Gave his first wife alimony $30 million after marrying his 2nd wife.

Nobody knows anything about his foreign assets although his personal marital affairs became hot news in Utusan Malaysia.

EPU Methodology :

Ali is holding only 10% share in Ali Berhad now. Ali is marginalized because other races have 90% share. He should be given an additional 20% to make 30%.

Flaws :

1. It only takes Malaysian shares into account and omits other important assets such as properties, bank savings, foreign share investments, etc and profits extraction (spendings). Ali was originally given 100% share but he divested his shares and converted his proceeds into foreign and other assets. If Ali were to invest 100% of his proceeds into shares of a Malaysian company, only then the actual bumi % can be correctly reflected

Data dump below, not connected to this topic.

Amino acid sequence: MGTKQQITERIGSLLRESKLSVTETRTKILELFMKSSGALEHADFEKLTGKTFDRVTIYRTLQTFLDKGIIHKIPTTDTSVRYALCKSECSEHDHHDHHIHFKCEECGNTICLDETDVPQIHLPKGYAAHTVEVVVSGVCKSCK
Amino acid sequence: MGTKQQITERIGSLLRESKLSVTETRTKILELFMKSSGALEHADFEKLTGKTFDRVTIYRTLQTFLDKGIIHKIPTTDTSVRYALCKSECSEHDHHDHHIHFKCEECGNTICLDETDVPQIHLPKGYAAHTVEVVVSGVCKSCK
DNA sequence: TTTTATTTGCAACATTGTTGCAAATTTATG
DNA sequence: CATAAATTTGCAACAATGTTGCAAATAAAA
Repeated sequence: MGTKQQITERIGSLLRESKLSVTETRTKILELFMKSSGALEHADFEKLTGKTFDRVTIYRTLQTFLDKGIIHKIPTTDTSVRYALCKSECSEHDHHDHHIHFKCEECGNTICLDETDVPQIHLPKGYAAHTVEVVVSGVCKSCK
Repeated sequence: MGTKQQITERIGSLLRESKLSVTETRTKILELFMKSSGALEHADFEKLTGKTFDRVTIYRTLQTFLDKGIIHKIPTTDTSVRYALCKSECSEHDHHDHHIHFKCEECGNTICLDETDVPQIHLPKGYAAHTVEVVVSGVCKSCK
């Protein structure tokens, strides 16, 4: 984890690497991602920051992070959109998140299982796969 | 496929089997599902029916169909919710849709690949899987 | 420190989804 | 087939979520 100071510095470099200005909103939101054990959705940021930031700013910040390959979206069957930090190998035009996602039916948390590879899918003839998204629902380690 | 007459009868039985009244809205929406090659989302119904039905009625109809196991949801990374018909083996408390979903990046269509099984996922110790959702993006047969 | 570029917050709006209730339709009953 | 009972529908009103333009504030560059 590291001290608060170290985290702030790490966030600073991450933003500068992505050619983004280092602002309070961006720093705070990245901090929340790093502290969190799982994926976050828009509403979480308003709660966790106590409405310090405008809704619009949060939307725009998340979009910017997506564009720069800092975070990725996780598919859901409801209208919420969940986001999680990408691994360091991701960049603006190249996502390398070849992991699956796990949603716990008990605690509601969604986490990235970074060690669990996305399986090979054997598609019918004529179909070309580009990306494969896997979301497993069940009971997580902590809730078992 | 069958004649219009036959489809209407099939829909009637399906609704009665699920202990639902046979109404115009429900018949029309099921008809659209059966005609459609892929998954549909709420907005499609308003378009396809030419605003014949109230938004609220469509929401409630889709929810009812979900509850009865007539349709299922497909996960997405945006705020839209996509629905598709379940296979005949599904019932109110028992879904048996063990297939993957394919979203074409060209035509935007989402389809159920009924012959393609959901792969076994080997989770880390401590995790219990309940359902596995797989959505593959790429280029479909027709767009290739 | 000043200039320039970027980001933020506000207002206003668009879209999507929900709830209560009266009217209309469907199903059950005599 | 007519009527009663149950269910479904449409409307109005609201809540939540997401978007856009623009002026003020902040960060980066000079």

2. It only captures the data at one point of time.If you look at the statistics now, it will show that he only owns 10% share and not 100% as he was originally given.

Example 3 :

Ali owns 100% of Ali Berhad.
He sells off 90% of Ali Berhad to a GLC controlled by UMNO

EPU Methodology :

Ali Berhad is no longer a Bumi company since GLC is not counted as a Bumi company. Ali share is 10%.

Since the GLC doesn’t want to sell down its shares, Ali should be given another 20% in another company, Ah Chong Berhad to make 30%.

Flaws :

1. Notice how this caused the overall bumi equity to drop by 90% viz-a-viz increasing the non-bumi equity % immediately upon the sale to the GLC even though nothing has been changed.